Ross looked up. “Too much gas about?” It was an old joke, but Archie’s favourite.

“Look, Grandma Helen, there’s not much left to do. If I just put this cream on the trifle, would you check on the twins for me? Make sure Grandpa’s OK, though, as you go.” Laura knew that, put like that, Helen would need no second bidding. Sure enough, she paused only to finish her cup of tea, before entering the living room. The menfolk had done well, Helen thought. She was looking forward to a lovely evening. Ross was polishing glasses with a tea cloth. Archie was just emptying the vacuum-cleaner he had been using, in the small yard at the side of the cottage. Ross had been joking with him earlier about this method of cleaning.
“You have electricity, grandpa? Right out here, in the wilds?”
“Och, aye, laddie. Real glass in the windies, an’ a’.”
When it came to repartee, it would be a very smart fellow indeed who ever beat Archie McGeoch.

Ross walked through to the kitchen to find Laura, with her back to the doorway, putting the finishing touches to the trifle. From behind, he grabbed her in a bear-hug. “Guess who?”
“I should know by now. Careful, you, or you’ll get plastered in cream.”
“I should be so lucky.”
“No comment.” Laura turned to give her husband a tantalising peck on the lips, before tackling a few bits of washing-up.
In the meantime, Helen had stepped out through the French doors and onto the terrace at the back of the cottage, and now looked down into the lower part of the garden, lost in thought. Then, very deliberately, she walked across to where Archie had come round from the side yard. Without a word, she took his hand. Together, they descended the short flight of steps, and walked across to where Laura had carefully positioned the twins’ pram. At that moment, two peacock butterflies settled on the top blanket before returning to the buddleia, drawn by the heavy scent.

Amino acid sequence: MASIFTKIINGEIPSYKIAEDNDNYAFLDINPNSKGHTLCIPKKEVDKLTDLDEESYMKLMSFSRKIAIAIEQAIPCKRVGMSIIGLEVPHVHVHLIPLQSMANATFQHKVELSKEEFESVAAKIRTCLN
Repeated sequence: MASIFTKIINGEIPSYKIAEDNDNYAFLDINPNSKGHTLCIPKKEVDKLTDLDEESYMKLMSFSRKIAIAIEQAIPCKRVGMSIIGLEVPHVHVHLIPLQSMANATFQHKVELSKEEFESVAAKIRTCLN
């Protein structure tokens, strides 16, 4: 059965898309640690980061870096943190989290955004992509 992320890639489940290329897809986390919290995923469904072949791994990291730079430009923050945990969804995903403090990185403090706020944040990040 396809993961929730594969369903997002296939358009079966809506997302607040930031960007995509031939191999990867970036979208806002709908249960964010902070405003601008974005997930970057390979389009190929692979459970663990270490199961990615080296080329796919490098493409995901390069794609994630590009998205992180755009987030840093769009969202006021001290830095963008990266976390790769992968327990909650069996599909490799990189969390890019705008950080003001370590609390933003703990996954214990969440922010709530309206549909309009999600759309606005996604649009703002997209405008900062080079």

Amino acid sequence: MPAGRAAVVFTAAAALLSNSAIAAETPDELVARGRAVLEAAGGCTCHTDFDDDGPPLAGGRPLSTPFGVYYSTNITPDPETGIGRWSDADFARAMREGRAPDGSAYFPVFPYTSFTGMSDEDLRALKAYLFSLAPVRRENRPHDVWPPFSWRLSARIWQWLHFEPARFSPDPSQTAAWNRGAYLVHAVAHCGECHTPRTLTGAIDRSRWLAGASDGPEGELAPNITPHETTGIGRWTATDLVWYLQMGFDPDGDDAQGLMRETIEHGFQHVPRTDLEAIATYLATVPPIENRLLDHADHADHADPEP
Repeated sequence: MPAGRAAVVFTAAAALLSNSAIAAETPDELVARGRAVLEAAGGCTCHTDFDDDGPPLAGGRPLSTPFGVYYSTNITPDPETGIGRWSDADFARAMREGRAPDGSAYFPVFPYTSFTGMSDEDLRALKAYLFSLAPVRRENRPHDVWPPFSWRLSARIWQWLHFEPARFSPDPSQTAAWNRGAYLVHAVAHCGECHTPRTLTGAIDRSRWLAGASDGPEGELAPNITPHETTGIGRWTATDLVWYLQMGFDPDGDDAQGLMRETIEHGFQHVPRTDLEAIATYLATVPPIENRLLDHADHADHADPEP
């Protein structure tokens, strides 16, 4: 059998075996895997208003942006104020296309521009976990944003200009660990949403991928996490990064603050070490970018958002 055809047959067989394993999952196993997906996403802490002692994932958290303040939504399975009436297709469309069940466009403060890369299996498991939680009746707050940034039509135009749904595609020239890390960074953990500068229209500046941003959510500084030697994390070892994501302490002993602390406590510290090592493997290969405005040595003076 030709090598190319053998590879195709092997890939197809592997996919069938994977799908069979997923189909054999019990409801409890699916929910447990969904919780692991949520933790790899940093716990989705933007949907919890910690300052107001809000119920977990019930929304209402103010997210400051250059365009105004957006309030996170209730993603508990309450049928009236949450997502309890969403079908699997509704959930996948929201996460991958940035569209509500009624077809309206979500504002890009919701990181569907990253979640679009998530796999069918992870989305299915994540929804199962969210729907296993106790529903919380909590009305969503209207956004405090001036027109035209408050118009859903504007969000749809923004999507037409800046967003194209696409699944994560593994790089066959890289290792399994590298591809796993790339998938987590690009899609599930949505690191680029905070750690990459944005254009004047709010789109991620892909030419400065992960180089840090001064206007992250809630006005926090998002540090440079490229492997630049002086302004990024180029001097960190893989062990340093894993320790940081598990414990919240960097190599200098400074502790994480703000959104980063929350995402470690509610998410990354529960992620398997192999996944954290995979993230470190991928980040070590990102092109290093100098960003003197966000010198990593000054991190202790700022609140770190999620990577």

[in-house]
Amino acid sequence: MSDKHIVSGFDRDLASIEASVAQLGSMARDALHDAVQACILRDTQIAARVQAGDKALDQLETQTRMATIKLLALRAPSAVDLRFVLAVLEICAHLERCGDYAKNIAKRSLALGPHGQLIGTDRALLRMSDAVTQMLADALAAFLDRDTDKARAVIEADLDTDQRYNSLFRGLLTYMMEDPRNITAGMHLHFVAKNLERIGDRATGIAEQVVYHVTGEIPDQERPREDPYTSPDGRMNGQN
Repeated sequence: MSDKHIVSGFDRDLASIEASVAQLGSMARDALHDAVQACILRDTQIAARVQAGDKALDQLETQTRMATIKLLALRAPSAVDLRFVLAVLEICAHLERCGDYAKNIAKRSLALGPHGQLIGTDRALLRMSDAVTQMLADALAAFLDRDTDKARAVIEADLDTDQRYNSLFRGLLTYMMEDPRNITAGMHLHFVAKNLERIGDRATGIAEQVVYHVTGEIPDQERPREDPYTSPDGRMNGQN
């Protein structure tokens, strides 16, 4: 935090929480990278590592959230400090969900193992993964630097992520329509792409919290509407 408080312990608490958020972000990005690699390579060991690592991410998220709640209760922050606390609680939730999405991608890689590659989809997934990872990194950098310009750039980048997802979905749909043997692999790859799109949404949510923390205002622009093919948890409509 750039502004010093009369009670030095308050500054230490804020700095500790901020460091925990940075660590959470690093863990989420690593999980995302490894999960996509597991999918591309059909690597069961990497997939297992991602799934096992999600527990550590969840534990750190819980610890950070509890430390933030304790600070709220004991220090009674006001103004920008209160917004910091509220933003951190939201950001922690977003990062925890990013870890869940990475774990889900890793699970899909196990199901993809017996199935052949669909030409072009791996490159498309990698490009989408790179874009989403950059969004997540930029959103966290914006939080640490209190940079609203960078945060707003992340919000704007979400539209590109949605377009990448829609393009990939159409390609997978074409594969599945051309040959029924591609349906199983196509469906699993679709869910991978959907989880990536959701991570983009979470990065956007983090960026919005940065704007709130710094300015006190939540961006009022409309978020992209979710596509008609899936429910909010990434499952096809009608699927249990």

Quietly and gently, Archie and Helen kissed, and then Archie’s eyes filled. Helen reached for the handkerchief in her sleeve, and dabbed her own eyes, before resting her hands on her husband’s shoulders. His face and body were now racked with unstoppable sobs. Lines of tears ran unheeded down Helen’s face.

Ross and Laura had now finished the last details of the preparations they had been attending to, and went to join the others in the garden. As they took in the scene that met them, they stood quietly at the other side of the pram, holding hands very tightly. Then, as Laura looked into the pram at her children, she felt an overpowering surge of emotion; a tide of maternal love. As she turned her head slightly to look at her husband, Ross caught the smile that started in the corners of her eyes and spread over her whole face. The same smile that had first knocked him senseless.

Still not a word was spoken. All the talking had already been done. It seemed that, just as the tears were streaming down the two older faces, so pain, grief, and sorrow were pouring out of their hearts, draining away to leave only inward joy behind. While the four watched as the pram blanket gently rose and fell, and listened to the gentle murmers of the sleeping pair, each knew what the other three were thinking. The circle of life was complete. At last, twin babies dozed, close by the butterfly tree.

* * * The end * * *

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Silent Sunday: 30 March 2014


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By the Butterfly Tree: Part Seventeen

My story heads towards its close… but if you’re new to this piece of fiction, it’s best to start here.